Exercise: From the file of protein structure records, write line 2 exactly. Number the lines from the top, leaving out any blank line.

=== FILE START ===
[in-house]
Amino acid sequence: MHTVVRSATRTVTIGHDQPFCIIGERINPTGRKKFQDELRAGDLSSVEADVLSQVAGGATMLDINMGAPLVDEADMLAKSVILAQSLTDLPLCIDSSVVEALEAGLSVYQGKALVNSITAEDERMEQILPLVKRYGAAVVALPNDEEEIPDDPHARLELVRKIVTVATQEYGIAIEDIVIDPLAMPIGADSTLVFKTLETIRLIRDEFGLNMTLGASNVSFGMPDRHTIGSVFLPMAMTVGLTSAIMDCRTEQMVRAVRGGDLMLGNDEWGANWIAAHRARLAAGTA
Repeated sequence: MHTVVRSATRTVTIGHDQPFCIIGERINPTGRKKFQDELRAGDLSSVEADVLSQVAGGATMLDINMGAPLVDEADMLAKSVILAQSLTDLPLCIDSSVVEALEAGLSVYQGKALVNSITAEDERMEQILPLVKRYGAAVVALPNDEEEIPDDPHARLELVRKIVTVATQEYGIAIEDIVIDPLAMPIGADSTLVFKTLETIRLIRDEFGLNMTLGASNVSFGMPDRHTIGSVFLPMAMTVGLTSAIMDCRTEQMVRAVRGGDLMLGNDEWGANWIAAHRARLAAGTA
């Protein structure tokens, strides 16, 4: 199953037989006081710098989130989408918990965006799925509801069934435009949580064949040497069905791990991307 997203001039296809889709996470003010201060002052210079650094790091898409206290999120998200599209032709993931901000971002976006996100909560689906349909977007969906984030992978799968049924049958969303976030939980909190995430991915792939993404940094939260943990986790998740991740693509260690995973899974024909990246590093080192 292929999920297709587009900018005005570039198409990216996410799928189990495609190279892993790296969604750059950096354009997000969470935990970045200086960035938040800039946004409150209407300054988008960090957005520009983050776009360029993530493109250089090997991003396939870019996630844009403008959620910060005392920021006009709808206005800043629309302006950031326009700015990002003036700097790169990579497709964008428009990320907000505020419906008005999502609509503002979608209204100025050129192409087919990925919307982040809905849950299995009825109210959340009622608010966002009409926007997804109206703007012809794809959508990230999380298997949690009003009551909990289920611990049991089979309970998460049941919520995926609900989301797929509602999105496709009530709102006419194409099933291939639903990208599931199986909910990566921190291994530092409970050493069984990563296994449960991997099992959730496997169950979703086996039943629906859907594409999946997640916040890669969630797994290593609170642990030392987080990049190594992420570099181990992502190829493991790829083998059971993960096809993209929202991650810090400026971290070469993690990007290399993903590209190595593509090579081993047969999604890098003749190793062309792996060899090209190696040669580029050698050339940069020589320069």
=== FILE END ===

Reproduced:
Amino acid sequence: MHTVVRSATRTVTIGHDQPFCIIGERINPTGRKKFQDELRAGDLSSVEADVLSQVAGGATMLDINMGAPLVDEADMLAKSVILAQSLTDLPLCIDSSVVEALEAGLSVYQGKALVNSITAEDERMEQILPLVKRYGAAVVALPNDEEEIPDDPHARLELVRKIVTVATQEYGIAIEDIVIDPLAMPIGADSTLVFKTLETIRLIRDEFGLNMTLGASNVSFGMPDRHTIGSVFLPMAMTVGLTSAIMDCRTEQMVRAVRGGDLMLGNDEWGANWIAAHRARLAAGTA